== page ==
Seager, like many 22-year-olds, is powered by a fear of failure, according to a recent ESPN The Magazine cover story. Seager, like many 15-year-olds, is also powered by Mountain Dew, an industrial-grade solvent capable of disintegrating mice into a “jelly-like substance” over time. The writer notes what sounds like a typical meal for Seager: a “chicken-bacon-ranch” (?) pizza with clam chowder (??) and two Mountain Dews (!!!). It’s unclear if we’re talking 24 fluid ounces or four liters here, but dude has eaten enough chocolate cake in Oklahoma City to be able to name a definitive favorite — I’m not about to underestimate him. It’s one thing to go on a Phelpsian diet; it’s another to tempt fate by overloading on the worst shit for your body and still expecting to get better over time. But I’m hoping that’s exactly what happens with Seager. Professional sports are better when its stars seem immune to the physical concerns of a normal person.
A-Rod Getting to Be His True Self
Katie Baker: Alex Rodriguez has a special talent, and it does not involve hitting home runs. Sure, the former Yankee is still making starting-lineup money this season — the team owes him $21 million — but at spring training he was there not to bat, but to chat; not to be an All-Star shortstop, but to serve as a “special spring instructor.” Which is fine, because as great as A-Rod once was at playing baseball, he might somehow be better at talking it.
Just look at this man. Record scratch, freeze frame:
This is the face of a man who has always longed to be a real boy. This is the face of a soul who has found his true place in the world: in a studio conference room, getting clowned on by Pete Rose. This is a baseball nerd through and through who just wants to geek out on the specifics of facing lefty pitchers, sound proud about coming up with bad puns, and engage his fans. A-Rod has signed a deal with Fox for this season that will include time on the FS1 studio show, as well as periodic stints in the broadcast booth as an in-game analyst. And we are all luckier for it.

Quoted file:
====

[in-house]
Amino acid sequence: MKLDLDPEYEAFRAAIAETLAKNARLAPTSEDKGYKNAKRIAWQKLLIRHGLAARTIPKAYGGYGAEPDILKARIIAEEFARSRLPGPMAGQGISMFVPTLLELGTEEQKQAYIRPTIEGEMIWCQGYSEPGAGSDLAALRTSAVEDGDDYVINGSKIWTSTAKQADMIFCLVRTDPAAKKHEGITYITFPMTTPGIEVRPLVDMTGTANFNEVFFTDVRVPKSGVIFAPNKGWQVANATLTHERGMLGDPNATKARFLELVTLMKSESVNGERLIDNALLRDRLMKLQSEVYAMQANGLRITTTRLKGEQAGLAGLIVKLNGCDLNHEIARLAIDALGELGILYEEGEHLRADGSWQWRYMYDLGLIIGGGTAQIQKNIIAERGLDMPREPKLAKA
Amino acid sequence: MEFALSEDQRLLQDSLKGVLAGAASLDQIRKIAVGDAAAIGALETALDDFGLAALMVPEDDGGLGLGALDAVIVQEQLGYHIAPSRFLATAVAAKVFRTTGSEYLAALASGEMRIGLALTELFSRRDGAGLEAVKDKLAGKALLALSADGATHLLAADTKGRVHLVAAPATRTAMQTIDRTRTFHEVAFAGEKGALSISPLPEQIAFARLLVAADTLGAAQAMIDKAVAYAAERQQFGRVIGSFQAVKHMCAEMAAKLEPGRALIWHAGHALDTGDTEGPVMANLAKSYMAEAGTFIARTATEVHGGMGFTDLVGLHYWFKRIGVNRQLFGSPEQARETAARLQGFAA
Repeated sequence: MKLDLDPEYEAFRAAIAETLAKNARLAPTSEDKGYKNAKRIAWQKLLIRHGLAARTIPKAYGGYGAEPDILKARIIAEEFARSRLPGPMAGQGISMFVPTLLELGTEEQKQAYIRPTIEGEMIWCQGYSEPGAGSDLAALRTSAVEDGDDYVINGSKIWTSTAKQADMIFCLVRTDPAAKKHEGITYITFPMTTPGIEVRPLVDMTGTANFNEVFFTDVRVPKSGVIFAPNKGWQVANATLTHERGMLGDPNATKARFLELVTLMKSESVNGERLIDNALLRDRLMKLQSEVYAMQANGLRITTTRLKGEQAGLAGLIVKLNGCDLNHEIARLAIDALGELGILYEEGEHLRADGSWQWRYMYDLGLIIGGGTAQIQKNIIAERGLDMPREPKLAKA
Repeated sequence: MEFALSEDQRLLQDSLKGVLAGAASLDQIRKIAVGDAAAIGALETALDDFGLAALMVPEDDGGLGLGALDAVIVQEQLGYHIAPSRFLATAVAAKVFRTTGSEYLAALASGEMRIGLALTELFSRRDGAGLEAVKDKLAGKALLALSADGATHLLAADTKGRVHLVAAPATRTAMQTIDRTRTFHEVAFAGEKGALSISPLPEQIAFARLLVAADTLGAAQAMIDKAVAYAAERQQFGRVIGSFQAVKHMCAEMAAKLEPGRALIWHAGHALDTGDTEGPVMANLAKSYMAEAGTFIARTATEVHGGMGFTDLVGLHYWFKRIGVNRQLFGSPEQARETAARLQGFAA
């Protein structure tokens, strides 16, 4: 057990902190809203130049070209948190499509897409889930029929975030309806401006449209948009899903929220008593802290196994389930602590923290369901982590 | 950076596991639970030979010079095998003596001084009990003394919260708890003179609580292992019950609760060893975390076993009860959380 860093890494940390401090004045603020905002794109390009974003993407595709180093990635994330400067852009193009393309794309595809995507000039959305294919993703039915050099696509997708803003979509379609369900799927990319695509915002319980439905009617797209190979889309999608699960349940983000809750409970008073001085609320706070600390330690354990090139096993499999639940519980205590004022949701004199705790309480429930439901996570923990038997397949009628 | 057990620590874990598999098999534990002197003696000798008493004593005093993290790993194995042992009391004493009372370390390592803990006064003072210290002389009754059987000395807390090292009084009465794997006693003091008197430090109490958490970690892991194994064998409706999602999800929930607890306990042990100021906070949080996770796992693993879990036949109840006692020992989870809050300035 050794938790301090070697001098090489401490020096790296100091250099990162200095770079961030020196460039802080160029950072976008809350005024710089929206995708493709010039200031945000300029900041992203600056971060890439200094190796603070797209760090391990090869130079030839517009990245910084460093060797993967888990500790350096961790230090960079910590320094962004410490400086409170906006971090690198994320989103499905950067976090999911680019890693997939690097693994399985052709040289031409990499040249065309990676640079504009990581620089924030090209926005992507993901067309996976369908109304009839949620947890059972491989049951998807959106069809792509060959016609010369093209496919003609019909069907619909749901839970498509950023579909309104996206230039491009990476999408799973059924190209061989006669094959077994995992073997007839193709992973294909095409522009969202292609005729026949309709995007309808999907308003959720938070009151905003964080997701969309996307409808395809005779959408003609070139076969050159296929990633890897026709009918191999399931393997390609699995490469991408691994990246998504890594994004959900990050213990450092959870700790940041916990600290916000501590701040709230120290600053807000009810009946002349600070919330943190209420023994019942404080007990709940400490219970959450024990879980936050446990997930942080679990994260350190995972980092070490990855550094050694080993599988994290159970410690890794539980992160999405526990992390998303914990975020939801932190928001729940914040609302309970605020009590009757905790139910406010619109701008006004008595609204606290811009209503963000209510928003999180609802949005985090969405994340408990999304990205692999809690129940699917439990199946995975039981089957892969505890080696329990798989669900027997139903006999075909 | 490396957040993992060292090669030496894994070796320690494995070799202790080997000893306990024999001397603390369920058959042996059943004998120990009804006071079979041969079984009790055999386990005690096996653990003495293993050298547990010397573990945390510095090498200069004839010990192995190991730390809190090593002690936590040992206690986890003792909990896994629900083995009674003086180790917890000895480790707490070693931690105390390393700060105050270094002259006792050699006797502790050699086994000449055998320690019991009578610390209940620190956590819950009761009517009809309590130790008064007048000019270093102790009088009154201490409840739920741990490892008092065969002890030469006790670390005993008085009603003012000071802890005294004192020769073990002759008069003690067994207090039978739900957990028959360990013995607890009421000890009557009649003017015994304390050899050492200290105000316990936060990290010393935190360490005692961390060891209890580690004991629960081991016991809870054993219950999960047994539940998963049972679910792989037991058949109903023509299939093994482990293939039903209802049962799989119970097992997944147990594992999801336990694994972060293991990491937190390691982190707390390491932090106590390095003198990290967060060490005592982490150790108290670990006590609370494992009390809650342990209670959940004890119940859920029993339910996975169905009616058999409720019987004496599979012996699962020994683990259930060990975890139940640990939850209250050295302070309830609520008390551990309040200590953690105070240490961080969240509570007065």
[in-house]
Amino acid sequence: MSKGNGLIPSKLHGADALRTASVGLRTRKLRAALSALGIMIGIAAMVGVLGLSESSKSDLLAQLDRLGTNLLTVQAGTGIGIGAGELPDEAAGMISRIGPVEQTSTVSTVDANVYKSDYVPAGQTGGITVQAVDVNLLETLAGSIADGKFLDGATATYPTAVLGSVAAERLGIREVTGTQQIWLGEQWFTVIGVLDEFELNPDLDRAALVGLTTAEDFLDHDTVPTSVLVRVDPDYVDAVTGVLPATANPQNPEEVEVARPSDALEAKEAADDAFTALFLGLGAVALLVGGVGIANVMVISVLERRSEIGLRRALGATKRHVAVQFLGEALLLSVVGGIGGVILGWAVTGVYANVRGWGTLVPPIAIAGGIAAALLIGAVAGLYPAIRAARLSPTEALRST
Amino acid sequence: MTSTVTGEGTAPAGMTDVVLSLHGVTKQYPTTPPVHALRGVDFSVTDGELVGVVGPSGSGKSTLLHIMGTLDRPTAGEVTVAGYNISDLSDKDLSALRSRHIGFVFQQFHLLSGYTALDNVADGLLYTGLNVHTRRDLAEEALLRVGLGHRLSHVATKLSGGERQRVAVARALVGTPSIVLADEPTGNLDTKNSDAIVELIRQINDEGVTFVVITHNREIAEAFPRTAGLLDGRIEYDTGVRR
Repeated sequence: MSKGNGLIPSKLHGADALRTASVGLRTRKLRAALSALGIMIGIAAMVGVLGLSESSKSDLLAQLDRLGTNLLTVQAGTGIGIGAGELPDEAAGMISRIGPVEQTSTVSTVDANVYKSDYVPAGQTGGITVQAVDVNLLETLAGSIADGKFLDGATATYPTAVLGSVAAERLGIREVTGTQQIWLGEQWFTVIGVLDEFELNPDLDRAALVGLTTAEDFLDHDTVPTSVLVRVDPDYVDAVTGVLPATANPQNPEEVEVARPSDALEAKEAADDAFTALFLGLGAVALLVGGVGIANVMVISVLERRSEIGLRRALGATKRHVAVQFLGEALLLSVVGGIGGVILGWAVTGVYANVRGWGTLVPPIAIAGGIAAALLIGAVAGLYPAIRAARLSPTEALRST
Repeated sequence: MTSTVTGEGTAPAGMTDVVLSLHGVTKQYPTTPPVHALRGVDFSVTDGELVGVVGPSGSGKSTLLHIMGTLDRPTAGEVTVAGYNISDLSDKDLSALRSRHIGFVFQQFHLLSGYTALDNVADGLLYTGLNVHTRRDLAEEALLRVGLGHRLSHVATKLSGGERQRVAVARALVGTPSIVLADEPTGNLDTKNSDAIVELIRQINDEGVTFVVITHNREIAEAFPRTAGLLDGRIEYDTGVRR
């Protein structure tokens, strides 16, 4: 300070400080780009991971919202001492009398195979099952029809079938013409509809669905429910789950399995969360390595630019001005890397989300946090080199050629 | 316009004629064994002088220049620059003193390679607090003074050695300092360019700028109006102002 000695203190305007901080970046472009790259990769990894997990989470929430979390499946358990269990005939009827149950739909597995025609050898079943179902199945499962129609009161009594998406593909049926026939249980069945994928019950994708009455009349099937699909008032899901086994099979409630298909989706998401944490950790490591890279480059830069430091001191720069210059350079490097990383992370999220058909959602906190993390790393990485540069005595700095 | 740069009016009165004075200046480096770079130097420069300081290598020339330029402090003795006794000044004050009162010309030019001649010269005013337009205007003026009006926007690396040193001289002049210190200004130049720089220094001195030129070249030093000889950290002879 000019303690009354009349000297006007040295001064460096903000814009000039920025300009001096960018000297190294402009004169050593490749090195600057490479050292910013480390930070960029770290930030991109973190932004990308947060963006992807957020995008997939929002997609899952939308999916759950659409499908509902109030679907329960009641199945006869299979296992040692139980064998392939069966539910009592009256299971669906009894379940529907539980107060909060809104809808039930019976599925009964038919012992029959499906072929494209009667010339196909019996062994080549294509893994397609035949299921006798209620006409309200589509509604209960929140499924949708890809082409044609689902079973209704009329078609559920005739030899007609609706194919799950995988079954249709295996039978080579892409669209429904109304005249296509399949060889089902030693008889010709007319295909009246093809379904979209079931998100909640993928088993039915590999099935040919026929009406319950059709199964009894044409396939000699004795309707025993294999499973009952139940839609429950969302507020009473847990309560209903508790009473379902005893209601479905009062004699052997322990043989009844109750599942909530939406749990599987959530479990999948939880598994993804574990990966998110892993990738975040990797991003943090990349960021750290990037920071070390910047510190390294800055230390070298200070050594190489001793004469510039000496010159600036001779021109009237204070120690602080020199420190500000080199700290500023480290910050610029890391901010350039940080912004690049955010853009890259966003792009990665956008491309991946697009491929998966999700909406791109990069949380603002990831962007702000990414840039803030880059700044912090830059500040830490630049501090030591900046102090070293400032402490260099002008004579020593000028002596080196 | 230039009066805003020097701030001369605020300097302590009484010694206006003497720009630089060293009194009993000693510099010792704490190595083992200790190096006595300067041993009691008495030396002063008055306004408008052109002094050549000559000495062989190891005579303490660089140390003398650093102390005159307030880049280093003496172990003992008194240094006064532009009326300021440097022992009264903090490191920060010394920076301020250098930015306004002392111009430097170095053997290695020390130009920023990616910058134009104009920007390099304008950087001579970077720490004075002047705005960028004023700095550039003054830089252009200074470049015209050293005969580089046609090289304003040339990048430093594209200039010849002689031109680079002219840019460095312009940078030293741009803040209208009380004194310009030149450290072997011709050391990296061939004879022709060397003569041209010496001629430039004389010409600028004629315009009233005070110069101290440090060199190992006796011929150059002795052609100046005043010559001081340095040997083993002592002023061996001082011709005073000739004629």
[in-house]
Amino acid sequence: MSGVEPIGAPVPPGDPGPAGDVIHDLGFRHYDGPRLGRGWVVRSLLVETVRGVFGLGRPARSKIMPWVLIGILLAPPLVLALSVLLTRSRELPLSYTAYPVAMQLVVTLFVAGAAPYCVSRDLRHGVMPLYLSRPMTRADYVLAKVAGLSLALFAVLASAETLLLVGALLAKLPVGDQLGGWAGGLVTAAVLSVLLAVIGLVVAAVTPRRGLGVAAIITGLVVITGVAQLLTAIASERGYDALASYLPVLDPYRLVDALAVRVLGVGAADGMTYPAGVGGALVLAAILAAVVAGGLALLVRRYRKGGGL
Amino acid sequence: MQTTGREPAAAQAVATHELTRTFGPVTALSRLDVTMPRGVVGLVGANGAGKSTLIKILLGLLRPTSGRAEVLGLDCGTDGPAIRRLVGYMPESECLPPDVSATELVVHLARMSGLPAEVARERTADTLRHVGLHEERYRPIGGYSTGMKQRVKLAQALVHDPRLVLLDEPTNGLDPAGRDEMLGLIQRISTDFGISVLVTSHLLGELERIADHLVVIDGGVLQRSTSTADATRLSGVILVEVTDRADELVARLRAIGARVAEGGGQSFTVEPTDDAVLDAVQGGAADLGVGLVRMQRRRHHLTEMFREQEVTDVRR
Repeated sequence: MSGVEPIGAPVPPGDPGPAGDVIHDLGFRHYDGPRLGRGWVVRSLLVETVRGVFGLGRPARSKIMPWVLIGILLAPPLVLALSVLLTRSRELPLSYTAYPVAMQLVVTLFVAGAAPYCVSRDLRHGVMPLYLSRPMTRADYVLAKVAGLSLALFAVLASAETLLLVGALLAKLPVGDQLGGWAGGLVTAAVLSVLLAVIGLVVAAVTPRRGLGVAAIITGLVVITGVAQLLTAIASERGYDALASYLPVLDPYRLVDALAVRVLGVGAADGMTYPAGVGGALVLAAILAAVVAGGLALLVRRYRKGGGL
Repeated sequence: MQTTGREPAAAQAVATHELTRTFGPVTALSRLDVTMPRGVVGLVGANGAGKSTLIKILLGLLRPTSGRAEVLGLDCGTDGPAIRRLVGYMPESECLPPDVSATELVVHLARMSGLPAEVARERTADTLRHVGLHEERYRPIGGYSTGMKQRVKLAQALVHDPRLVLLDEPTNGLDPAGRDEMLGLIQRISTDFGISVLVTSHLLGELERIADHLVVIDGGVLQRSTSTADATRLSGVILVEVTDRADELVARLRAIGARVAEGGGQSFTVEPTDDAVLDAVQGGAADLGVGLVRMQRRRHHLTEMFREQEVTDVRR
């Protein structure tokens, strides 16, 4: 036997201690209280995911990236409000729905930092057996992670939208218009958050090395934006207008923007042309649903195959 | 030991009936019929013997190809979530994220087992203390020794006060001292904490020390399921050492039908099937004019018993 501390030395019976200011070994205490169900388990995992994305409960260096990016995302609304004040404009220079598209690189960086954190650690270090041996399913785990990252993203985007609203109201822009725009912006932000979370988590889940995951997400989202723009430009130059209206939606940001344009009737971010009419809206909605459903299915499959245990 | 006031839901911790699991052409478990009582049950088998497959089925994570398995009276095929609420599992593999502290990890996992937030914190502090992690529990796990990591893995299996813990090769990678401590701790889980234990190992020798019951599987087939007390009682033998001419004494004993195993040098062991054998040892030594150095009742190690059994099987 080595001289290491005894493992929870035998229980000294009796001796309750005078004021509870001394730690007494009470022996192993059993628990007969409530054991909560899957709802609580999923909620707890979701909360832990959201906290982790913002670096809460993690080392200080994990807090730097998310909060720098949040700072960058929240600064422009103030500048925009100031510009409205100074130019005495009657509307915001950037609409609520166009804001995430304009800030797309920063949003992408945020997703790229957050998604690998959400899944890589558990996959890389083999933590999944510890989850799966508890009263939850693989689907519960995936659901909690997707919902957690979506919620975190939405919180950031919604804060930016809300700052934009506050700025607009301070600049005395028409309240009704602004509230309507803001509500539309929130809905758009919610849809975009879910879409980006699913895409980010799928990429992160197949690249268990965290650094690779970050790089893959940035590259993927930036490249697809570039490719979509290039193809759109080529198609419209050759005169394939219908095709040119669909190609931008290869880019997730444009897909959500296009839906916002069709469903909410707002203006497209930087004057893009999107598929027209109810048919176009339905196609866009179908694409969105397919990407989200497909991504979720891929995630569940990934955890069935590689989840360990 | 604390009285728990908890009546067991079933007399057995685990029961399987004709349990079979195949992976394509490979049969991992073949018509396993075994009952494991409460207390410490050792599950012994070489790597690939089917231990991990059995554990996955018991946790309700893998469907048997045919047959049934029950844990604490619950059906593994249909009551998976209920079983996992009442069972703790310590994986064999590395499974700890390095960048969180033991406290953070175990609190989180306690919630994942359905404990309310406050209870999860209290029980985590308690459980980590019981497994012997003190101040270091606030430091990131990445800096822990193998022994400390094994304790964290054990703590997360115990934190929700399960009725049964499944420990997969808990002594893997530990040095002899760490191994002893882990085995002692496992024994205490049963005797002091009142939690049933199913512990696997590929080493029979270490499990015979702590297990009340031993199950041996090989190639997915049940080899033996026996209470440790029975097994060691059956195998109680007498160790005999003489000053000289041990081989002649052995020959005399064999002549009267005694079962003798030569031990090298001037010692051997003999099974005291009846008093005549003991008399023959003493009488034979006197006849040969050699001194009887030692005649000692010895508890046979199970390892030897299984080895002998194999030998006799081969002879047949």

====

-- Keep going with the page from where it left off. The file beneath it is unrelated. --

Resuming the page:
When these guys chat about hitting, they sound like three neighbors in Texas staring into a barbecue pit, or three moms on my Facebook feed discussing essential oils. And I say that 100 percent as a compliment. If you want to be informed about a niche topic, you need to learn from the true, weird believers. Listening to A-Rod on TV makes you feel like you’re right there in the dugout, learning from a baseball savant who is part genius and part awkward lurker.
Aaron Judge’s Forearms and Thighs
Ben Glicksman: There are plenty of reasons to get excited about the Yankees’ youth movement, from the development of catcher Gary Sánchez (whose ability to throw out baserunners is every bit as impressive as his ability to hit bombs) to the emergence of first baseman Greg Bird (who’s clubbed seven home runs this spring and owns a hairless cat named Mr. Delicious) to the plight of utility player Rob Refsnyder (who might never see another at-bat, because the Yankees freaking hate him). Most exciting of all, though, is the pure power of outfielder Aaron Judge, pictured below on the far right.
Judge’s forearms are the size of a normal human’s thighs, and his thighs are the size of the foul poles in most MLB ballparks. Marlins masher Giancarlo Stanton is officially listed at 6-foot-6 and 245 pounds; Judge is 6-foot-7 and 275. If you’ve ever wondered what it would look like if Rob Gronkowski played right field instead of tight end, well, Judge is the answer.
Judge hit just .179 in limited action last season, but when he connected he did things like this. Watching him alternate between whiffing and smashing dingers all summer will be a constant source of joy — unless New York gives a ton of his at-bats to fourth outfielder Aaron Hicks, in which case baseball might really be as boring as people say.
Manny Machado’s “MVP” Campaign
Mallory Rubin: I told myself I wouldn’t do this. I swore that I’d branch out, try new things, find a different player to gush about on the eve of the season. But then I read this, and saw this, and sure enough, when my colleague Ryan O’Hanlon solicited topics for this shootaround, my muscle memory kicked in and I responded instantly, going to my old happy place:
“I apologize for being the most predictable human being alive, but I am who I am, and thus I claim: Manny Machado emerging as the AL MVP.”